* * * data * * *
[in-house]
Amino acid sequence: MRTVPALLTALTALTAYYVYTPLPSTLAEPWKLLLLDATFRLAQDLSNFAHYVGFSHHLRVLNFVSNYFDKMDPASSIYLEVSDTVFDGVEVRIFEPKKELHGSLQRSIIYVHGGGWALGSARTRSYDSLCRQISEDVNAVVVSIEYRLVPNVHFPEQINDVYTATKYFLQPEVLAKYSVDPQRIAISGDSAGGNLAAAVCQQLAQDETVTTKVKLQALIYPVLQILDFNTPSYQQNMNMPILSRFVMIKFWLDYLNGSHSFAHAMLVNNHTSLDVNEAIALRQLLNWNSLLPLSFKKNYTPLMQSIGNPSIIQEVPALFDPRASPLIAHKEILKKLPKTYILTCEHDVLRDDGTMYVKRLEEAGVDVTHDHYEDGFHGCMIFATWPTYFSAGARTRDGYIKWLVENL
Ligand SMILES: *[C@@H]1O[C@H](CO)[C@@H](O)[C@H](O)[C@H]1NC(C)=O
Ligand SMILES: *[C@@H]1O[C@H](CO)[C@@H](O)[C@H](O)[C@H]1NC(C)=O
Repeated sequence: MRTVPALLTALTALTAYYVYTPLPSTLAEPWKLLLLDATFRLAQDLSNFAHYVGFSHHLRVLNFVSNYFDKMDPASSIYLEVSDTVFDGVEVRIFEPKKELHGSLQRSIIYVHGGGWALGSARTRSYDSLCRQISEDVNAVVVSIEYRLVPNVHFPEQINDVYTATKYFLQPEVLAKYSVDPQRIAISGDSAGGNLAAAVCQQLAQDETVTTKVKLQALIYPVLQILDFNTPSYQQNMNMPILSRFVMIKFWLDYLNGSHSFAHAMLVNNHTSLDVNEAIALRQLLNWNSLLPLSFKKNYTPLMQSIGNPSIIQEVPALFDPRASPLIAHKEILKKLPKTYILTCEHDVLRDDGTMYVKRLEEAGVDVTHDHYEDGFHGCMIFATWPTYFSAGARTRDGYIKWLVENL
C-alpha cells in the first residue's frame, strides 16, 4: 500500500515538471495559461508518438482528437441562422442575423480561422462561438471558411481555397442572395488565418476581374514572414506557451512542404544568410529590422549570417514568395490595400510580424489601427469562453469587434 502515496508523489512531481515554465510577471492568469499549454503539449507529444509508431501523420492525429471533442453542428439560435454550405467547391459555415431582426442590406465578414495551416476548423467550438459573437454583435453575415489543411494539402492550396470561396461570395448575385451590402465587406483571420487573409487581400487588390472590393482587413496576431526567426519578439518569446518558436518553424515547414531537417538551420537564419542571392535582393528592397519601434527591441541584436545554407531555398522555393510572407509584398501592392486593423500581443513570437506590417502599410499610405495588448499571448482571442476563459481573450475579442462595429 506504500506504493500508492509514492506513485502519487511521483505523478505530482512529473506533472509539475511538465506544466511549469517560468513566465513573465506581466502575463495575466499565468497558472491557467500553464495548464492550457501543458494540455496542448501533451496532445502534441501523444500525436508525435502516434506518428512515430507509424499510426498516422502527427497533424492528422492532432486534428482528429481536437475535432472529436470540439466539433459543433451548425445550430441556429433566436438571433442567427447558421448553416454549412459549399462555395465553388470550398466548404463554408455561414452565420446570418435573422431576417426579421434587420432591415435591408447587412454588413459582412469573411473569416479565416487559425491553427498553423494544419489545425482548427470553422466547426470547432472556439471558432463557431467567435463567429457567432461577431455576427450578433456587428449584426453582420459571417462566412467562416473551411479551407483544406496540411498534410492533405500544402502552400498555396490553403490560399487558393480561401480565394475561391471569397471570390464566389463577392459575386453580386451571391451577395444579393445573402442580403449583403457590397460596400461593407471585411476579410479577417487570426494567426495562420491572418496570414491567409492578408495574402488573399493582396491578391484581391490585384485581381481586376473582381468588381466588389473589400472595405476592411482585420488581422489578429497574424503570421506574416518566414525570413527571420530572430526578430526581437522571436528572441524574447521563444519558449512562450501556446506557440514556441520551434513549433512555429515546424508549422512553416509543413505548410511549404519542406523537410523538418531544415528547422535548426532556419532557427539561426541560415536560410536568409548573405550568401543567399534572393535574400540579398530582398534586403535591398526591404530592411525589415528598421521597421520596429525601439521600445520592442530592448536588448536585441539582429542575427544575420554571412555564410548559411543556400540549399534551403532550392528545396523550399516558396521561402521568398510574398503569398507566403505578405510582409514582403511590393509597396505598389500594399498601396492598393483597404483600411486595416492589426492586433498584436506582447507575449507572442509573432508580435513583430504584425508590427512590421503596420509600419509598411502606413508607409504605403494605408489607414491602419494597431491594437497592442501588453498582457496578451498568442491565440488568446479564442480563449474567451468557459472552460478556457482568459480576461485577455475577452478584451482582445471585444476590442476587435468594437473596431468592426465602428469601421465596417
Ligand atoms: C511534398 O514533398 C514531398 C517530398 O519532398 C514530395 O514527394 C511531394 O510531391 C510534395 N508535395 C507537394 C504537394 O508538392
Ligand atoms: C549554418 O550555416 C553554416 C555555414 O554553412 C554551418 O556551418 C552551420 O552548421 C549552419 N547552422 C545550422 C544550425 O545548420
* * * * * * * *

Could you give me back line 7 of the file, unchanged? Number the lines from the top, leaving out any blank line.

Ligand atoms: C511534398 O514533398 C514531398 C517530398 O519532398 C514530395 O514527394 C511531394 O510531391 C510534395 N508535395 C507537394 C504537394 O508538392